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McKenzie Robinson | SBJ

2021 Men of the Year: Darrell “Smitty” Smith

Smitty’s Mid-West Boxing Gym/Youth Center Inc.

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Last edited 4:32 p.m., Aug. 17, 2021

Not many Springfieldians can say there’s a PBS documentary about their life. Darrell “Smitty” Smith can.

Smith is a lifelong boxer, though it might be more fitting to call him a fighter.

His battle the past decade has been on the streets of Springfield, mostly the north side, to pull at-risk youth out of the life challenges they might be facing. Smith runs Smitty’s Mid-West Boxing Gym/Youth Center Inc. on Commercial Street. It’s a 501(c)(3) nonprofit offering youth training beyond boxing skills.

“I hope to give kids the ability to realize the importance of hard work and dedication for their future, whether it be in boxing or anything else, and lead them to have good character, professionalism, and a passion for their community going forward,” says Smith.

In January, PBS and Ozarks Public Television released “Fighter: A Boxing Story.” It tells the Springfield native’s story from growing up in the local Boys & Girls Club to serving in the U.S. Army and starting his nonprofit boxing gym in 2012 and the champion boxers and people who have come out of it.

The boxing curriculum at “Coach Smitty’s” gym includes grade checks, tutoring, mentoring and anti-bullying lessons. The program has a minimum C-plus grade average and mandatory homework Thursdays. In Smith’s mind, if he wasn’t spending time with his boxers, they could be selling drugs, dropping out of school, engaging in crime or joining gangs.

Greene County Sheriff Jim Arnott agrees.

“The bottom line is if he didn’t get those kids and turn them around, it’d be somebody that I would have to deal with later on in their life,” he says in the PBS film.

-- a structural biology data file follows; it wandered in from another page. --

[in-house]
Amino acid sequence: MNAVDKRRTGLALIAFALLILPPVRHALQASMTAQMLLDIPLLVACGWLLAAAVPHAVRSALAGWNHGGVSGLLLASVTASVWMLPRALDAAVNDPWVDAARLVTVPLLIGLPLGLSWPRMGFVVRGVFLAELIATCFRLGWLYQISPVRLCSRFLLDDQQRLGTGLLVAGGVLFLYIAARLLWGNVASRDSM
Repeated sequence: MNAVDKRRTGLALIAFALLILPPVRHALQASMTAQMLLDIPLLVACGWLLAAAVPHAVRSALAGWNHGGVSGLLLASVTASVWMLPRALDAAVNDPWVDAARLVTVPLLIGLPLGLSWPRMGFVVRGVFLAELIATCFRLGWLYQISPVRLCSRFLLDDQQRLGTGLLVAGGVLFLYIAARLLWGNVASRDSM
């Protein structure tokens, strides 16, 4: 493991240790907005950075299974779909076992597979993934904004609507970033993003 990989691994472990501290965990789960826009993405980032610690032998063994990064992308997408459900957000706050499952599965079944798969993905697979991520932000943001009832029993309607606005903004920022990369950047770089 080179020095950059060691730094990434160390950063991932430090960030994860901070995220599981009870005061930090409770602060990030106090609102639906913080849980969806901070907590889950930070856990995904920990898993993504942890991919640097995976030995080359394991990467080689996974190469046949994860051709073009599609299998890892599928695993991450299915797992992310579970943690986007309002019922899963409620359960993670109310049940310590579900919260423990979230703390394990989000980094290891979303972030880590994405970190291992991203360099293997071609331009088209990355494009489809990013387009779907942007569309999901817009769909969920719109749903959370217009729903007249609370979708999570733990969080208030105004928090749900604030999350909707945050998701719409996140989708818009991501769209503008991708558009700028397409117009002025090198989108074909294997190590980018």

With discipline, self-confidence, anger management, leadership, teamwork and respect at the core of the program, Smith’s goals for the youth are to graduate high school, learn life skills and become productive community members. Many do excel at boxing.

“Over the years, the gym has sent kids to the military who now have great careers, helped develop college graduates, and turned out Golden Gloves Champions and Junior Olympic Champions, some of whom have gone on to be excellent professional boxers,” Smith says.

Smith is well-equipped to train them on that path, too. His personal fighting record is 218-14, according to his resume. Among his 200 awards in boxing, he’s won 30 Golden Gloves championships and made the All-Army Boxing Team.

Before Smith started the gym, he had a 10-year stint in the Army’s 82nd Airborne Division, where he retired as a disabled veteran, and worked in law enforcement in Missouri for the BNSF Railway.

He’s a member of the Heart of the Ozarks Sertoma Club, which raises money for the Boys & Girls Clubs organization that he grew up in.

Now, his time, talents and treasures are spent in the gym providing an outlet for the kids.

“They learn that it is OK to say no to drugs, alcohol, gang activity, and doing the wrong thing,” he says. “In return, we have kids who are dedicated, and give their all to themselves, this program, their families, and the communities.”


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